What a difference three months can make. In April, Theresa May stood on the steps of Downing Street and announced that she was calling a snap election to increase her majority and stop opposition parties from ‘political game-playing’ during the Brexit process. Having lost that majority in the subsequent election, the Prime Minister will this week mark her one-year anniversary in No 10 with a plea to said parties asking them to ‘contribute, not just criticise’. May will ask the other parties to ‘come forward’ with their views and ideas on everything from domestic policies to Brexit ‘at this critical time in our history’:
‘So I say to the other parties in the House of Commons… come forward with your own views and ideas about how we can tackle these challenges as a country.
We may not agree on everything, but through debate and discussion – the hallmarks of our Parliamentary democracy – ideas can be clarified and improved and a better way forward found.
It is in that spirit that we will take this agenda forward in the months ahead. And this new context presents us as a government with a wider choice. At this critical time in our history, we can either be timid or we can be bold.
We can play it safe or we can strike out with renewed courage and vigour, making the case for our ideas and values and challenging our opponents to contribute, not just criticise.’
Now if the Prime Minister wasn’t in such a tight spot, her words could be perceived as a well-intentioned gesture which shows May is seeking the higher ground. But the fact that it’s come only now that she has a working majority of 13 (with the DUP deal taken into account) means that it will just be perceived as a sign of weakness. In short, she has no choice but to ask for help.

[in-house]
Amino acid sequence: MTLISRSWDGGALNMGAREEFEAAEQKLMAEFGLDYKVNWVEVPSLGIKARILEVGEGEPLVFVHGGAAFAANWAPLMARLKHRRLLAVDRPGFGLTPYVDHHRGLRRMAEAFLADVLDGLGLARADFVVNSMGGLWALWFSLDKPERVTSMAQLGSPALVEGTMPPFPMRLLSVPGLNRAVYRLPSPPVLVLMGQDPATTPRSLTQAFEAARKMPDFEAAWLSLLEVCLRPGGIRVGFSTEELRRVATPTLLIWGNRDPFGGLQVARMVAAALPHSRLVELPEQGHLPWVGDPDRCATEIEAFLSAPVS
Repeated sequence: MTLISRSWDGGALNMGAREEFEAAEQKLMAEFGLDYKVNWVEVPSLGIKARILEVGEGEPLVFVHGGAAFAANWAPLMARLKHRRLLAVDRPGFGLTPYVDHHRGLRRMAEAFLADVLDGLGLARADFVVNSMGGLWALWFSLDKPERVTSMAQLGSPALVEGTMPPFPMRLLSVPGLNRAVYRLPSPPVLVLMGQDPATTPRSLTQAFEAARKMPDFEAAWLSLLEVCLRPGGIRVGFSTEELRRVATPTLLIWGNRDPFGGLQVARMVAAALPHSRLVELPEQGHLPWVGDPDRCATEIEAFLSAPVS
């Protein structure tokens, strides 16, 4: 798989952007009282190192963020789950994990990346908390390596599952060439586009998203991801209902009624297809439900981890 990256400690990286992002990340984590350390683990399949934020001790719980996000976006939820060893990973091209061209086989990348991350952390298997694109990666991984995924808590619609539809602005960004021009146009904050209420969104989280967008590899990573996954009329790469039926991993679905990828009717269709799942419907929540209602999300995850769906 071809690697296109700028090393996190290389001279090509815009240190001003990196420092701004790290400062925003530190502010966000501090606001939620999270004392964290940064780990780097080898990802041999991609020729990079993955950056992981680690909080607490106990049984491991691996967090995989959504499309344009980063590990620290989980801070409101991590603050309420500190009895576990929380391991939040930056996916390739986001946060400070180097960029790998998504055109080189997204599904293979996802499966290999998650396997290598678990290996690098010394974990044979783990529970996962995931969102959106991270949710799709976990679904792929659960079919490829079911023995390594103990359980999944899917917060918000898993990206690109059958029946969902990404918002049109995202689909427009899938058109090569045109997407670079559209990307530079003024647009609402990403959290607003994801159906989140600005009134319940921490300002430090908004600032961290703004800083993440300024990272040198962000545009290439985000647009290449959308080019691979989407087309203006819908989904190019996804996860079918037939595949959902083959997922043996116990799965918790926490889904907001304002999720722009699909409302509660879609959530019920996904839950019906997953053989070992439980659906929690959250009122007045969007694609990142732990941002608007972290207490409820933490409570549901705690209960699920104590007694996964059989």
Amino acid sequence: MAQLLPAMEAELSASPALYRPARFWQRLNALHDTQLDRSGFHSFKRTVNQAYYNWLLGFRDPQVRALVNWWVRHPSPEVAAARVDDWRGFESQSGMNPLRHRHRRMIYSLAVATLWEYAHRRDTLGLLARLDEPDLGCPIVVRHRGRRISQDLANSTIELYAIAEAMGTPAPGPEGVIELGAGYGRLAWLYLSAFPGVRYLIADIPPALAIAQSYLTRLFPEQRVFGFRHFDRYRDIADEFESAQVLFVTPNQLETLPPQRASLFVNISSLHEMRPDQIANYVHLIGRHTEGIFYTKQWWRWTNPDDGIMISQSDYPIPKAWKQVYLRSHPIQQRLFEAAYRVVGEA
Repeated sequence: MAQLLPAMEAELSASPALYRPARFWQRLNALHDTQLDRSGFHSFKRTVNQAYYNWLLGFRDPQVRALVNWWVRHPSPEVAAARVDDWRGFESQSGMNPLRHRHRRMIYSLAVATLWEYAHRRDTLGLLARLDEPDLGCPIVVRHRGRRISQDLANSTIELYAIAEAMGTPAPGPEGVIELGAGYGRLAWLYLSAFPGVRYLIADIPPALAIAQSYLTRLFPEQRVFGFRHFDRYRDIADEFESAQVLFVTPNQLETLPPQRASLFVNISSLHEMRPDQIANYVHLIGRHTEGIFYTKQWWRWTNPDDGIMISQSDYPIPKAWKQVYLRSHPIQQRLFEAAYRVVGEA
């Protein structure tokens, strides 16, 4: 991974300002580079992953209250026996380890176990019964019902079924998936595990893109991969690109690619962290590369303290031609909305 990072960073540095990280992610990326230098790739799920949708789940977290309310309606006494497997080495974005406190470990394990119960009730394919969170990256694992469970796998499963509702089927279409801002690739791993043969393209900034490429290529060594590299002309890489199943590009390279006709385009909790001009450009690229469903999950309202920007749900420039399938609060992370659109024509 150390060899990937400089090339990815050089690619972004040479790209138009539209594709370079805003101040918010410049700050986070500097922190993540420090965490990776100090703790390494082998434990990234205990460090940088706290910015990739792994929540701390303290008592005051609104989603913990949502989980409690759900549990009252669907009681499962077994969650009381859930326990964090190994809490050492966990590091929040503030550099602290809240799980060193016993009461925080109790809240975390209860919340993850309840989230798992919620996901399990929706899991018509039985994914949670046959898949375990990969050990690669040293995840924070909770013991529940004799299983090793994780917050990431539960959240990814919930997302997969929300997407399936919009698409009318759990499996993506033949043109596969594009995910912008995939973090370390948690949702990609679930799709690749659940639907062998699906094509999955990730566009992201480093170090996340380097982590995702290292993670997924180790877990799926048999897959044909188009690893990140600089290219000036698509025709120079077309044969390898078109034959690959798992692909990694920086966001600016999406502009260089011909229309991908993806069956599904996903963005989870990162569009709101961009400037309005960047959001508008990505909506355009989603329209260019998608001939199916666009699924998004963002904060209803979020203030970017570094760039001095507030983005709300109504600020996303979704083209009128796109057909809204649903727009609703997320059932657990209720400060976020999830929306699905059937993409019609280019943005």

The comments will worry many in the Leave faction of the Conservative party, who will fear it’s a sign of Brexit being watered down. This is because it’s unlikely many in Labour are going to have the same ideas for Brexit Britain as arch-eurosceptics Steve Baker or Jacob Rees-Mogg.
However, there’s still a chance the plea could work in May’s favour on Brexit. As things stand, Labour’s EU position is nonsensical. In the manifesto, the party tried to appease those on both sides of the EU debate by saying it would seek a deal with ‘a strong emphasis on retaining the benefits of the Single Market and the Customs Union’ while refraining from saying they would stay members of both. As they could be vague and non-committal, they were able to appeal to both Remain and Leave voters – even though what they’re after is virtually impossible.
The issue for the Conservatives has been that Labour’s ‘have your cake and eat it 2.0’ position is perfect opposition politics. It works fine so long as you don’t have to sit around the negotiating table and make the hard decisions. It follows that by asking for Corbyn and his party to contribute rather than criticise, May could end up exposing the contradictions and conflicts in her opponents’ position.